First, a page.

Q From Mary Ellen Armellino: An article on wood turning spoke of a man who ‘coppiced his first wood’ in 1992 and who now supplies a coppice merchant. I looked up coppice in my little dictionary, but it just said it was a noun meaning copse. What does the verb to coppice mean?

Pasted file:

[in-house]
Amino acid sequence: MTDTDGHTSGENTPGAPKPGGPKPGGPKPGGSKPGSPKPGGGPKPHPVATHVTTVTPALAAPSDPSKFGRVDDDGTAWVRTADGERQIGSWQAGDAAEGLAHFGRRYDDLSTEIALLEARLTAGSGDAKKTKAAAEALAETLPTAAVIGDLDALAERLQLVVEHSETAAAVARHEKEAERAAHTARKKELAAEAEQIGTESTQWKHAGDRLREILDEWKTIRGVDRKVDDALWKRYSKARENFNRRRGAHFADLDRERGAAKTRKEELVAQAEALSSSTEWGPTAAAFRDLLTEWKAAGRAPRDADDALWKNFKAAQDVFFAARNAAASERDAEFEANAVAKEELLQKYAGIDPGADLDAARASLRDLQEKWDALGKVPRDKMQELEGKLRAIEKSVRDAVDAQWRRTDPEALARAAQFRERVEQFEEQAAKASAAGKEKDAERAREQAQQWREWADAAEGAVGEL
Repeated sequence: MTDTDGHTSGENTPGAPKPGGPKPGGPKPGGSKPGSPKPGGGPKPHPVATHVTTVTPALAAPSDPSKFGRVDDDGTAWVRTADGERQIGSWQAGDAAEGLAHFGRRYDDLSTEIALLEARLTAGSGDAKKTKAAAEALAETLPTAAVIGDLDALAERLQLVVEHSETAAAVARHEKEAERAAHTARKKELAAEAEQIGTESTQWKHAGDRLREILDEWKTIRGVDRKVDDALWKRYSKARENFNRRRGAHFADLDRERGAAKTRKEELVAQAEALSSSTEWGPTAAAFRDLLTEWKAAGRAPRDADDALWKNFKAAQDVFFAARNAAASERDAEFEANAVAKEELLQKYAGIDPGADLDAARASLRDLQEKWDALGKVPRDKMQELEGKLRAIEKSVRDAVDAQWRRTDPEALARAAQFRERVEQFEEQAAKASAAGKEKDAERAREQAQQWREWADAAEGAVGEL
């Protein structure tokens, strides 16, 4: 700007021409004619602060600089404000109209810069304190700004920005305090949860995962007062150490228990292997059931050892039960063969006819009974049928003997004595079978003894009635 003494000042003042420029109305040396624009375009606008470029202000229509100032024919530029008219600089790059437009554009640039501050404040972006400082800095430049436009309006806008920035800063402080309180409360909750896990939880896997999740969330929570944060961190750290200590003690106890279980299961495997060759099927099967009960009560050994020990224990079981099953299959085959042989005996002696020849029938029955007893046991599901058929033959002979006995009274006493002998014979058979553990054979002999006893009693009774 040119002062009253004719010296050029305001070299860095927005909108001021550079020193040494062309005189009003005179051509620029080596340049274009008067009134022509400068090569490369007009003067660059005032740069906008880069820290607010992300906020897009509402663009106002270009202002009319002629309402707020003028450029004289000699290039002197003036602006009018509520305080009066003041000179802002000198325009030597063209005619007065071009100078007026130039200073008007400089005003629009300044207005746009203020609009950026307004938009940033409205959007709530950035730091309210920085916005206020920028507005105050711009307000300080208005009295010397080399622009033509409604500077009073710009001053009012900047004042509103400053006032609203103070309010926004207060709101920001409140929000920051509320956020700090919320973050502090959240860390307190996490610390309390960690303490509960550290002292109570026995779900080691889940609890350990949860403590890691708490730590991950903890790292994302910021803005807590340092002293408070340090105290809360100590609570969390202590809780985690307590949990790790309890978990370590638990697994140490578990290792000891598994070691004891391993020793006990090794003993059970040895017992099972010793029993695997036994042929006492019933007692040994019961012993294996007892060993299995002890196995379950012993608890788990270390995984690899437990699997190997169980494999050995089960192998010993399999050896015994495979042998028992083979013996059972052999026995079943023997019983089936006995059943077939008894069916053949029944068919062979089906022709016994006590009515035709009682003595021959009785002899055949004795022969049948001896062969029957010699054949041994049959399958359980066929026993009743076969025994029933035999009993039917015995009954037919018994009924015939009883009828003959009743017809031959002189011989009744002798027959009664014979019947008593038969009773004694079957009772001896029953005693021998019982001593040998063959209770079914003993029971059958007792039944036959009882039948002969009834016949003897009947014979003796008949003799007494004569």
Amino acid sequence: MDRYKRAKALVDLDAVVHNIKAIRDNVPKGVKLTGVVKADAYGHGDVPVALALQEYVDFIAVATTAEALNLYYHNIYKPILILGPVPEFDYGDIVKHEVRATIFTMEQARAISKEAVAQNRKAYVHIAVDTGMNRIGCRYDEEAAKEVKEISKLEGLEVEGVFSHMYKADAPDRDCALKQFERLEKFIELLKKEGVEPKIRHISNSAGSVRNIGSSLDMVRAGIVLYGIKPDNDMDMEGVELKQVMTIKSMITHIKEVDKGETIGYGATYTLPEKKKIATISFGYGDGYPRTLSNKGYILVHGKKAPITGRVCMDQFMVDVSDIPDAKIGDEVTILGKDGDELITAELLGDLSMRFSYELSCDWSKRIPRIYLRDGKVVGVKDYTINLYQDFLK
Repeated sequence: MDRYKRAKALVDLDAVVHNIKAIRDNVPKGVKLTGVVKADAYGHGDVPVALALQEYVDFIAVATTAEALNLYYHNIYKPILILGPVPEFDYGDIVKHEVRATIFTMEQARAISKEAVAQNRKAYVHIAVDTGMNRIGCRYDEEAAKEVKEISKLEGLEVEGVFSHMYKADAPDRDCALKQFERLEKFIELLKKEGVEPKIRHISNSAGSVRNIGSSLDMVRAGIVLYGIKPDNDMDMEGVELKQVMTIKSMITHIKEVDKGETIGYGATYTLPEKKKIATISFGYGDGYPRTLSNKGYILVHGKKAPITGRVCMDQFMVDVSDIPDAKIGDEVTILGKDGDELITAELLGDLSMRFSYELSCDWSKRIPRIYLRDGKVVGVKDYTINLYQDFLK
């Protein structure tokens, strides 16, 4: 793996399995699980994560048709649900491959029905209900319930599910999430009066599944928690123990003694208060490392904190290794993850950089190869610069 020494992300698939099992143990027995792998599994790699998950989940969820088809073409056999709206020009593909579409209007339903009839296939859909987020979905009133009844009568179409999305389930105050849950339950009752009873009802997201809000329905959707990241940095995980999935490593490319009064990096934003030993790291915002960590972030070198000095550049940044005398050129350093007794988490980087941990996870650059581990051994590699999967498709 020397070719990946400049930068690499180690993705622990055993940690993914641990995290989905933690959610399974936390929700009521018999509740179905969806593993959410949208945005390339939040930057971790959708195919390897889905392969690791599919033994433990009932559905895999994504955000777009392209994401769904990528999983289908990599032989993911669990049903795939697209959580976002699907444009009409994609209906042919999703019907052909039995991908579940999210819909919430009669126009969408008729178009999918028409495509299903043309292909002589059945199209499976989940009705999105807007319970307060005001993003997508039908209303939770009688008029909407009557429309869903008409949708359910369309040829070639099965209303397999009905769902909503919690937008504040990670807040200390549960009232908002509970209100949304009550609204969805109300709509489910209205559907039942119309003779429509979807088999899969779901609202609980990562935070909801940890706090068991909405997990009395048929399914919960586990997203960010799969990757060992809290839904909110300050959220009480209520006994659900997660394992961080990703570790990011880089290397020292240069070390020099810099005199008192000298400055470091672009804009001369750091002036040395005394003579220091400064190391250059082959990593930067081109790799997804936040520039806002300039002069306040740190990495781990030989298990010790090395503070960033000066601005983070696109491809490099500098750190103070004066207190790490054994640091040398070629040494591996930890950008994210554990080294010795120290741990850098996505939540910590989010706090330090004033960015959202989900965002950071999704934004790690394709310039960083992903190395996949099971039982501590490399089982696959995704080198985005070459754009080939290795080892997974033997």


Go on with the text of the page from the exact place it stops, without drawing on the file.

A The verb is not so well known as the noun. A coppice is not just any woodland area, but one which is productively managed in a special way. Trees are cut down and encouraged to grow again from the stump. (In fact, the idea of cutting is inherent in the word, as it comes from the Greek kolaphos, “blow”, via the Latin verb colpare, “to cut with a blow”; copse is a variant form that appeared in the sixteenth century as the result of what’s called grammatical syncopation, or missing a sound out of a word). Coppicing produces a large number of thin stems, which are harvested on a regular cycle of about five to fifteen years. A common species that was coppiced was hazel, which supplied wood to make hurdles, brushes and besom brooms; oak was coppiced to supply bark for the tanning industry. Other common coppiced species in Britain were the wych-elm and the ash, often used for tool handles and the like.